Industrial organisation

Bo Cowgill, Andrea Prat, Tommaso Valletti, 16 May 2022

Industry concentration leads to increased market power, but can it also lead to increased political power? This question, first asked by Brandeis in 1914, is receiving renewed attention. This column investigates the effect of a merger on the amount of political activity of the merging firms. While theoretical predictions are ambiguous, US data from the past 20 years indicate that the average merger involving listed companies is associated with a 30% increase in lobbying spending. 

Willem Thorbecke, 26 April 2022

The Ukraine war and the Covid-19 pandemic provide windows to study the impact of exogenous shocks on the US semiconductor industry. This column uses high-frequency data to reveal that supply chain disruption did not severely damage the industry in the US. However, the US is less competitive than the East Asian countries in the semiconductor industry because of educational attainment, fiscal discipline, and employment incentives. Policymakers should be aware of these factors before subsidising the industry.

Fiona Burlig, Akshaya Jha, Louis Preonas, 08 April 2022

Electricity blackouts continue to impose major costs on firms and households around the developing world.  There are many causes for these blackouts, including limited electricity generating capacity and failing distribution infrastructure. This column provides an additional explanation for India’s blackouts: utilities choose to purchase less electricity from the wholesale sector when procurement costs are high, leading to less electricity reaching end-users. India could reduce blackouts by making its existing fleet of power plants available to generate more often, which would require addressing ongoing inefficiencies in Indian electricity supply.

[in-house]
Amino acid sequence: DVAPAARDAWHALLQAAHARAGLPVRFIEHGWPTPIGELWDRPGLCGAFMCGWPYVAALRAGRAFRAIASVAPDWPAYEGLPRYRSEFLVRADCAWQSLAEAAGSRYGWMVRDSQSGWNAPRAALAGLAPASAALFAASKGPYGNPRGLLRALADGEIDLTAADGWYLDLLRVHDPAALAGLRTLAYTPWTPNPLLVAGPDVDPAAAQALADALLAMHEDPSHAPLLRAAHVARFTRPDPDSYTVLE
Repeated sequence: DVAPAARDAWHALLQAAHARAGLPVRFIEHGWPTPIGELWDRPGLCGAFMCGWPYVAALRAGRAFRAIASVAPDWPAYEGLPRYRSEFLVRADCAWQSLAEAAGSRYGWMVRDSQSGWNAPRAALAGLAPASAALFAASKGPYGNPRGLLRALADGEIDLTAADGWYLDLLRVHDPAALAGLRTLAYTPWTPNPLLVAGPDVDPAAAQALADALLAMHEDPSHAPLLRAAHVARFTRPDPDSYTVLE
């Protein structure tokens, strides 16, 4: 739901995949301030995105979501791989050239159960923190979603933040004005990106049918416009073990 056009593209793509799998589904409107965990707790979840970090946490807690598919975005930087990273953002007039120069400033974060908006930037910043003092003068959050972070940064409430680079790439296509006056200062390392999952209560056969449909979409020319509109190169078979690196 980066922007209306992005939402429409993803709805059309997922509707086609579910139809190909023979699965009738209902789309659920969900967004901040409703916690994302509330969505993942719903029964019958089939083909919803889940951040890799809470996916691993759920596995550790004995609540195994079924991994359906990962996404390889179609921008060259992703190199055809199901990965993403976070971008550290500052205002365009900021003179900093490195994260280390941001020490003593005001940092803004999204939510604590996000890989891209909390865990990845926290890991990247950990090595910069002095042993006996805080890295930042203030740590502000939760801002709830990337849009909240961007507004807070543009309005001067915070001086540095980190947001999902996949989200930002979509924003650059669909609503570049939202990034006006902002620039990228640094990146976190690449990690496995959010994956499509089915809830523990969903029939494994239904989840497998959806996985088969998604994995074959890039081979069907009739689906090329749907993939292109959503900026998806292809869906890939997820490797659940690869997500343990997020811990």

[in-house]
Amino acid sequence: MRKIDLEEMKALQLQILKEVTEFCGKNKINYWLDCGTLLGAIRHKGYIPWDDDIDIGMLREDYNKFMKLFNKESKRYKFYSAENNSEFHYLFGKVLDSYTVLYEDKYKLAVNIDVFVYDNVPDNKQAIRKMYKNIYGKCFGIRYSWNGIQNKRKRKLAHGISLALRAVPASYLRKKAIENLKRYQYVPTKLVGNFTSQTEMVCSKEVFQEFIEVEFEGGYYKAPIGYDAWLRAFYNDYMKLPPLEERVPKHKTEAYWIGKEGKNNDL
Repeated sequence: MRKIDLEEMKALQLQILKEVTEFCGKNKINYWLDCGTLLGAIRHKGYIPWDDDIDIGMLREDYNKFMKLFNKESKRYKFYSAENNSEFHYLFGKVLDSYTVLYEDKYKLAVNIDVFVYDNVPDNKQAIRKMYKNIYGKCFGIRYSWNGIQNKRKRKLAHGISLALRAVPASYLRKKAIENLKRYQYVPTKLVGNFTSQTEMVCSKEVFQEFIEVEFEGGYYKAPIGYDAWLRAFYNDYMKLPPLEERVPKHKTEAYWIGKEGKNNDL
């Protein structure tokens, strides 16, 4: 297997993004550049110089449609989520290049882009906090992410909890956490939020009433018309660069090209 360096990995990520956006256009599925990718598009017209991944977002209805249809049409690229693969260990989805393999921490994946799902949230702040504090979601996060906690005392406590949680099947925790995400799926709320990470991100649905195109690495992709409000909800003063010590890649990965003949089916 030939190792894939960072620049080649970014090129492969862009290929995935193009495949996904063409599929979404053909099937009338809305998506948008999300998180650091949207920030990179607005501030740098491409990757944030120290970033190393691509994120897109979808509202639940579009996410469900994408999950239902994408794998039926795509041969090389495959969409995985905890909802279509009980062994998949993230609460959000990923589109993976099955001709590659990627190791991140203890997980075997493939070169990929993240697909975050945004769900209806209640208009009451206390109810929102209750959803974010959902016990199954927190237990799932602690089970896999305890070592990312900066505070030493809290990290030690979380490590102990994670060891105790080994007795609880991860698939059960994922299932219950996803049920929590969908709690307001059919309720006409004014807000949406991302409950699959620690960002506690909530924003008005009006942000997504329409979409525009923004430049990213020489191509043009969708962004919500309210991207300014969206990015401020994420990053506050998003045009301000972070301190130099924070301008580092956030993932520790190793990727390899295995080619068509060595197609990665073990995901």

Decio Coviello, Andrea Guglielmo, Clarissa Lotti, Giancarlo Spagnolo, 24 March 2022

Rules constraining bureaucratic discretion may limit the misuse of public funds but may also hinder government performance. Using Italian public works data, this column examines the prevalence and impact of procuring administrations manipulating the value of contracts. The authors find evidence suggesting that appointed administrations violate procedural rules to manipulate the value of contracts to retain discretion, and do it often enough to establish repeated interactions with less risky and better-performing suppliers so that, on average, procurement outcomes improve. They find no manipulation (and poorer procurement outcomes) for elected administrations, possibly due to stronger electoral discipline. 

Bernard Hoekman, Bedri Taş, 23 March 2022

Does international best practice public procurement regulation designed to maximise ‘value for money’ make it more difficult for smaller firms to win contracts? Using European procurement contract data, this column finds that higher quality regulation is associated with greater SME participation and higher probability that SMEs win contracts. Dividing contracts into smaller lots bolsters participation by SMEs, but only increases the probability of SMEs winning contracts for small-value lots (less than €25,000). The results suggest governments can enhance participation by SMEs in public procurement by improving the overall quality of procurement processes

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